1. A denial of motion for new trial will be reversed only if there is no evidence to support the verdict. Mathis v. Dept. of Transp., 185 Ga. App. 658 (1) (365 SE2d 504). We have reviewed the record and find no clue which building was to have been bought by appellants. Whether Schirmer or Veltri cared which building they got is not conclusive. A principle point of requiring a sufficient description of property to render enforceable the sales contract is not merely to satisfy the buyers but to create marketable title. Appellants intended to use the building as an investment; if they tried to sell it, they would not know which building to sell. For that matter, the contract is so vague that there is nothing to prevent appellees from selling the same building twice. In fact, if appellants tried to deliver marketable title to other purchasers for triple profit, appellees could resist enforcement of this contract, for no one can say which building appellants bought. The contract was insufficiently descriptive and too vague to satisfy the statute of frauds. Plantation Land Co. v. Bradshaw, 232 Ga. 435 (207 SE2d 49). Romanik does not control this case; that contract designated the whole development (3200 Clairmont Drive) but the buyers knew 3229 Clairmont Drive was their building and even moved their possessions into it. The contract was partly performed (see OCGA 13-5-31) and the buyers could not be heard to say they did not know which property they agreed to buy. In this case there can be no performance because no one knows which building appellants bought. As there was no evidence to support a finding that there was a "key" or sufficient description to make the contract enforceable, the trial court erred in denying the motion for new trial. Mathis, supra.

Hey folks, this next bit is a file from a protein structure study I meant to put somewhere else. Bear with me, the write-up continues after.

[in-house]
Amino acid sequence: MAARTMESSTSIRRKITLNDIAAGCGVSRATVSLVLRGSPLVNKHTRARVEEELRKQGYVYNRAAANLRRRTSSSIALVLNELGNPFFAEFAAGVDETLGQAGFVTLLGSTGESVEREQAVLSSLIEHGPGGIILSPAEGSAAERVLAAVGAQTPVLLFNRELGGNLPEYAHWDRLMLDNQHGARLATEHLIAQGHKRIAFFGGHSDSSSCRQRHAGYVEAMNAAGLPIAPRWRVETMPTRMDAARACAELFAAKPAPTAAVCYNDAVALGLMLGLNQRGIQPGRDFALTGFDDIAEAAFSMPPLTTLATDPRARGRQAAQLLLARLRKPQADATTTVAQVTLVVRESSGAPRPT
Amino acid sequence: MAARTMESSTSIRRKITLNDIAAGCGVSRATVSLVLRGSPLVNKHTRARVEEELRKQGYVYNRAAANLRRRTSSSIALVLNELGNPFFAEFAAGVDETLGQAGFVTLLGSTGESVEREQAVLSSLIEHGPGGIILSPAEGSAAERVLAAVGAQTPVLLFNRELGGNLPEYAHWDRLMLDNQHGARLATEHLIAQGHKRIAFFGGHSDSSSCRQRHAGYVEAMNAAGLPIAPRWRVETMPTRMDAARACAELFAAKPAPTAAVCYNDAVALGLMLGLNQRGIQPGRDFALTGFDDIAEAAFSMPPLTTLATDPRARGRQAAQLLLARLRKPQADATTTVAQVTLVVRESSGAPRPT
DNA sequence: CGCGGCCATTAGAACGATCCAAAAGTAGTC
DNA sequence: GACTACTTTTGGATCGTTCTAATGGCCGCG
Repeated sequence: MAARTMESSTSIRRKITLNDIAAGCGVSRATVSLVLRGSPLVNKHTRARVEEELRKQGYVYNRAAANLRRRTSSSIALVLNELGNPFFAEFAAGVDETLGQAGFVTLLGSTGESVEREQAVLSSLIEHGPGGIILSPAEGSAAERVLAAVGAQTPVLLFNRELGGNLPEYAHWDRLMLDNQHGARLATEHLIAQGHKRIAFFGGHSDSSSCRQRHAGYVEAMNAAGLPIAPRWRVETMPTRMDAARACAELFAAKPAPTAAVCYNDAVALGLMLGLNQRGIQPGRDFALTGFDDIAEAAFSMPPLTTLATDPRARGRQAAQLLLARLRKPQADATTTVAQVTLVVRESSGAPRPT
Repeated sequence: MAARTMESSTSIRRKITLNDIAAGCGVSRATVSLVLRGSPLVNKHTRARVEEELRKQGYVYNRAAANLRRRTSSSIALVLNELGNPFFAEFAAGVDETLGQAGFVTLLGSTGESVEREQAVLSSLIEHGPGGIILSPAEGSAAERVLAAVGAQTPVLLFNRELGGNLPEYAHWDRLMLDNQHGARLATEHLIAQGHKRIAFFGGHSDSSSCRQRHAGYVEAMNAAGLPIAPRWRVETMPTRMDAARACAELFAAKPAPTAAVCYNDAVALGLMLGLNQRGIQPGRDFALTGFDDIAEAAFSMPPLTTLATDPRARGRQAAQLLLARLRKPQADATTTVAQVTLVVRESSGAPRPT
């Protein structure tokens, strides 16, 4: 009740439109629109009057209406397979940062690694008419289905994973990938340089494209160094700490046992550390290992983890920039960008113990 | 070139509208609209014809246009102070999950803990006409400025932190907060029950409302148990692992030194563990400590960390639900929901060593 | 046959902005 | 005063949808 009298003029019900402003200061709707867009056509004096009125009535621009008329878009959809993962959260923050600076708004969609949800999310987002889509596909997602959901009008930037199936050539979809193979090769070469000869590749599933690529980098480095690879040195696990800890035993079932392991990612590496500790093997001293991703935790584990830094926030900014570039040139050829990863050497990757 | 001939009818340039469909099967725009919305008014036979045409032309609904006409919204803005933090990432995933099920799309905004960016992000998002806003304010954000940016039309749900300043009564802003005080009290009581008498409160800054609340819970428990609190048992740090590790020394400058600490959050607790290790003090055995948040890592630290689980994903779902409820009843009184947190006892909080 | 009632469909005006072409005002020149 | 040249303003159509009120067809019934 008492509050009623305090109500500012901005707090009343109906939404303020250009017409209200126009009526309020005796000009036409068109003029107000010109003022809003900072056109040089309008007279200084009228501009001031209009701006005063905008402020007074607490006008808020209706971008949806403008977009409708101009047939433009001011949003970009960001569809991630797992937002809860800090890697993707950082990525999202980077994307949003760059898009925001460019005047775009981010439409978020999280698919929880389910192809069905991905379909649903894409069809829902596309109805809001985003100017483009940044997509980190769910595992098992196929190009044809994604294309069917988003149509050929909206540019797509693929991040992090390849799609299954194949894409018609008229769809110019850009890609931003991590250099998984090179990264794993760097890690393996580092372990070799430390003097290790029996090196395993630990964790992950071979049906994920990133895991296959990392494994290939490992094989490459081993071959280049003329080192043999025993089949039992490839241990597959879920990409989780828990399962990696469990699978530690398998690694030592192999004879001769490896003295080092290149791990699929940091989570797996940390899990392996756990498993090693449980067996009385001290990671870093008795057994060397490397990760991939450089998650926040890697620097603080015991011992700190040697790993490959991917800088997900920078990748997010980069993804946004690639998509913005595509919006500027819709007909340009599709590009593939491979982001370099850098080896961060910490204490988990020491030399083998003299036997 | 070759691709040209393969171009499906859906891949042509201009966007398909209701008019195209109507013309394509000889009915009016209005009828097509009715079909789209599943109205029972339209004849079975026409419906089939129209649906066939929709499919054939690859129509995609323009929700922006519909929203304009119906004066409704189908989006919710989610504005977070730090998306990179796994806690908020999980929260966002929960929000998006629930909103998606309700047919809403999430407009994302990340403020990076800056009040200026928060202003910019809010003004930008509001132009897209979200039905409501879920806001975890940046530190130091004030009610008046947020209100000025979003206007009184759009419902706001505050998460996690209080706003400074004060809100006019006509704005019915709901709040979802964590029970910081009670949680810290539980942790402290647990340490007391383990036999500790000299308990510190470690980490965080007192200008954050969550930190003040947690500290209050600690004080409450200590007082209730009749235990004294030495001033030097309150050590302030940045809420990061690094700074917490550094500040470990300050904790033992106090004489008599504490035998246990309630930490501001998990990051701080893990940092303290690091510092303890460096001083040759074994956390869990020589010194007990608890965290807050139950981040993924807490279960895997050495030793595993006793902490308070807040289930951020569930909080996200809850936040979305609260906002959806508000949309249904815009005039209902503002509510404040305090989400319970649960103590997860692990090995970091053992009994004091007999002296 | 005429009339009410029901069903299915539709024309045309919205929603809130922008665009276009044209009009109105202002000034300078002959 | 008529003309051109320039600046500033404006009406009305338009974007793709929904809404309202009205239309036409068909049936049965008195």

2. When the case has proceeded to trial and the verdict and judgment is before us for review, if the evidence supports the verdict, the issue of an earlier denial of summary judgment is moot. See Gosnell v. Waldrip, 158 Ga. App. 685 (282 SE2d 168). See also Talmadge v. Talmadge, 241 Ga. 609 (1) (247 SE2d 61) and Phillips v. Abel, 141 Ga. App. 291 (1) (233 SE2d 384) which held that a denial of summary judgment "becomes moot when the court reviews the evidence upon the trial of the case." But, if the verdict is not supported by evidence and the case is remanded for new trial, the issue of summary judgment is no longer moot.